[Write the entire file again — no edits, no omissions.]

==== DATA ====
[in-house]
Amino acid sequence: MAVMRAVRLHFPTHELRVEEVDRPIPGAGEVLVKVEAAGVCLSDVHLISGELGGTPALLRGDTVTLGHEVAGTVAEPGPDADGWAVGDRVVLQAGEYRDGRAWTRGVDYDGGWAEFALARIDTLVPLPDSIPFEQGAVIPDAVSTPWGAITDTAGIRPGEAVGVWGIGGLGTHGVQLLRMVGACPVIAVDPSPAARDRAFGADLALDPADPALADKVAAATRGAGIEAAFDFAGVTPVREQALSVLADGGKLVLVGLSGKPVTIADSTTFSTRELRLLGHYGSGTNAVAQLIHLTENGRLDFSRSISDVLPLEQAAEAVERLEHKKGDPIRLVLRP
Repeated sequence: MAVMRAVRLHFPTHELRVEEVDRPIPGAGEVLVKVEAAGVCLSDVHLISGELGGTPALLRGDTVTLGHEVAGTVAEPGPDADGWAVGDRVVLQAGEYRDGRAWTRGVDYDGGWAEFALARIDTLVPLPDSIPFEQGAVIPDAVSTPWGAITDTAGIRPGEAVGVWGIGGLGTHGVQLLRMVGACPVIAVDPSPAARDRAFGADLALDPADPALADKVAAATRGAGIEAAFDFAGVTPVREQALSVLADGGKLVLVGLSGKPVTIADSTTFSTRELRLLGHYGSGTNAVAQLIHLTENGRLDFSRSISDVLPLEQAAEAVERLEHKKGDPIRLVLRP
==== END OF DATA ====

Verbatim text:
[in-house]
Amino acid sequence: MAVMRAVRLHFPTHELRVEEVDRPIPGAGEVLVKVEAAGVCLSDVHLISGELGGTPALLRGDTVTLGHEVAGTVAEPGPDADGWAVGDRVVLQAGEYRDGRAWTRGVDYDGGWAEFALARIDTLVPLPDSIPFEQGAVIPDAVSTPWGAITDTAGIRPGEAVGVWGIGGLGTHGVQLLRMVGACPVIAVDPSPAARDRAFGADLALDPADPALADKVAAATRGAGIEAAFDFAGVTPVREQALSVLADGGKLVLVGLSGKPVTIADSTTFSTRELRLLGHYGSGTNAVAQLIHLTENGRLDFSRSISDVLPLEQAAEAVERLEHKKGDPIRLVLRP
Repeated sequence: MAVMRAVRLHFPTHELRVEEVDRPIPGAGEVLVKVEAAGVCLSDVHLISGELGGTPALLRGDTVTLGHEVAGTVAEPGPDADGWAVGDRVVLQAGEYRDGRAWTRGVDYDGGWAEFALARIDTLVPLPDSIPFEQGAVIPDAVSTPWGAITDTAGIRPGEAVGVWGIGGLGTHGVQLLRMVGACPVIAVDPSPAARDRAFGADLALDPADPALADKVAAATRGAGIEAAFDFAGVTPVREQALSVLADGGKLVLVGLSGKPVTIADSTTFSTRELRLLGHYGSGTNAVAQLIHLTENGRLDFSRSISDVLPLEQAAEAVERLEHKKGDPIRLVLRP